By Stephen Young
By Stephen Young
By Stephen Young
By Jim Schutze
By Rachel Watts
By Lauren Drewes Daniels
Chances are you've cheated on one of them.
If not, how about the time you scurried across the street instead of using the crosswalk? That day you sneaked 12 items through the 10-or-fewer grocery line? The iPod music pirated off the Internet? The MENSA test answers impatiently pilfered from the back of the airplane magazine? The 79 mph drive home in the 65 zone? Alone, in the HOV lane, with beer open and seat belt unfastened?
It's OK, you can't help it. You're a living, breathing, cheating human hard-wired with an insatiable hunger to get ahead and stay there. Cutting corners is ingrained in our society.
Cheating is why our prisons are full and our presidents are so full of shit.
Welcome to sports' golden age of cheating, where Sammy Sosa and Barry Bonds are nearing pharmaceutically enhanced home-run milestones, Alex Rodriguez is closing in on an unofficial record for RBI (raunchy blondes inspected) and none of us fans should utter a peep, lest we spontaneously deteriorate into full-blown hypocrites.
Sosa, one of the few positives in the Texas Rangers' disastrous season, will soon become only the fifth player and the first Latin American to hit 600 home runs. Sure, he plays for a shady organization that once employed suspected steroid users Rafael Palmeiro, Jose Canseco, Juan Gonzalez, Gary Mathews Jr. and Ken Caminiti. And sure, in 2003, while with the Chicago Cubs, he made a premeditated decision to get more boost in his bat by illegally filling his wood with cork.
But Sosa what? In the summer of 1998 he helped save baseball, matching homers with Mark McGwire in a mesmerizing dinger duel that rekindled fan interest waning after the cancellation of the 1994 World Series. Doesn't that triumph trump his transgressions?
Especially in a sport whose Hall of Fame includes Ty Cobb's sharpened spikes, the 1919 Black Sox betting scandal and greaseballer Gaylord Perry's 314 victories? Especially in a sports world that tolerates the Denver Broncos' chop blocking, Maradona's "hand of God" World Cup goal and Michael Jordan illegally—although deftly—shoving his defender to get off the clinching shot in the 1998 NBA Finals? Especially in a screwed-up society that forgives Martha Stewart, covets Xbox "cheat codes" and shrugs when several Dallas-area schools, ahem, "help" their students pass the TAKS test?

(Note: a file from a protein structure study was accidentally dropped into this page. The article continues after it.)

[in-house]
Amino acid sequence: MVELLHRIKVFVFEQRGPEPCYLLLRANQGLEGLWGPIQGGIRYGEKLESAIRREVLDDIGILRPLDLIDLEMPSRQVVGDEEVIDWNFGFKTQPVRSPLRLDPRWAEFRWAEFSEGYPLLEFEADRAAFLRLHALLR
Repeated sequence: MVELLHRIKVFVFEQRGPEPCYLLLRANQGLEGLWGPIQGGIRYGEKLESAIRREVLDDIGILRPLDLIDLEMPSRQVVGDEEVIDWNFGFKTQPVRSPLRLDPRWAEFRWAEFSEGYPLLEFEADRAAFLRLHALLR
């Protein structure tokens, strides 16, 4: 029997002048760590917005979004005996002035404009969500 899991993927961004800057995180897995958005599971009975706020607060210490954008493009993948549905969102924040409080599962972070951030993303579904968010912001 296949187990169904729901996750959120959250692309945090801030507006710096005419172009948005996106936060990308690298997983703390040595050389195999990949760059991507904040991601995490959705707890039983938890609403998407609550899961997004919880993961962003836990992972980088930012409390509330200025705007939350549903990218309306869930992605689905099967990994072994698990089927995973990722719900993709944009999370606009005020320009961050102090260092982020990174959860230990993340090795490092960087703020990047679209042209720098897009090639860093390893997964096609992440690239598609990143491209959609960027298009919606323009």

Especially when everyone from Ashlee Simpson to James Frey to magician Criss Angel is, let's face it, cheating? Especially Bonds.
You don't have to love the San Francisco Giants' slugger. But you must respect his accomplishment. Sometime before the Fourth of July fireworks Bonds will break Hank Aaron's all-time record with his 756th homer. Sure, he wears more body armor than Marty Turco. And sure, he wants us to believe he added two hat sizes, 35 pounds of muscle and 40 feet of might because he took flaxseed oil or a clear topical cream or something he mindlessly grabbed out of a teammate's locker. Baseball's Frankenstein is an asshole anti-hero who has allegedly cheated on his taxes, on his wife and under oath, denying he ever knowingly took performance-enhancing drugs.
But consider this before you staple-gun asterisks and syringes to his hallowed record: Bonds isn't baseball's only cheater, merely its best.
We can groan about Bonds or the dirty pitching palm of Kenny Rogers or George Brett's pine tar or the 1951 New York Giants' sign-stealing scheme or 14-year-old Little League pitcher Danny Almonte's 12-year-old's birth certificate, but baseball will survive. Because history says we will posture faux disgust of athletes' behavior but never materially diminish our passion. Because although we're aware of the side effects of steroids, we're more fascinated with the bigger, faster, stronger results.
We're attracted not despite the cheaters, but because of them. Right, A-Rod?
Morally, Rodriguez is one of sports' all-time worst bush leaguers. In a 2004 playoff game against the Boston Red Sox, the Yankees' star tried to bitch-slap the ball out of a pitcher's glove while being tagged. Last Wednesday he ripped the script from Bad News Bears, violently yelling at a Toronto Blue Jays infielder attempting (unsuccessfully) to catch a routine pop up. And, undeniably, no one's image is more disingenuous.
Last week The New York Post—not exactly known as a bastion of morality policing—ran photos and a story detailing A-Rod gallivanting around Toronto with a blond bombshell under the headline "Stray-Rod." The two had dinner at a restaurant, went to a strip club and eventually retired to the former Ranger's hotel room, miles from the Yankees' hotel and a country removed from his wife, Cynthia, and their 2 1/2-year-old daughter.
But if you remember Bobby Collins (SMU football death penalty) or Tommy Lewis (Cotton Bowl sideline tackle) or realize that even the Dallas-based TV show Cheaters is fake, you aren't surprised by another superstar cheating. Or by revelations in the following days that A-Rod visited a Dallas topless bar three weeks ago and frequented a Dallas swingers bar three years ago.
While in 2004 Rodriguez was telling national magazines fibs such as "I'm not a nightclub guy," his pattern of behavior sans wife was already in full bloom. According to multiple eyewitness sources, A-Rod made two trips to the Dallas lifestyle club, Iniquity. Sources who saw, sat with and talked to A-Rod said he visited the club—where "playful behavior between women and couples" is encouraged—without his wife during separate 2004 trips to play the Rangers.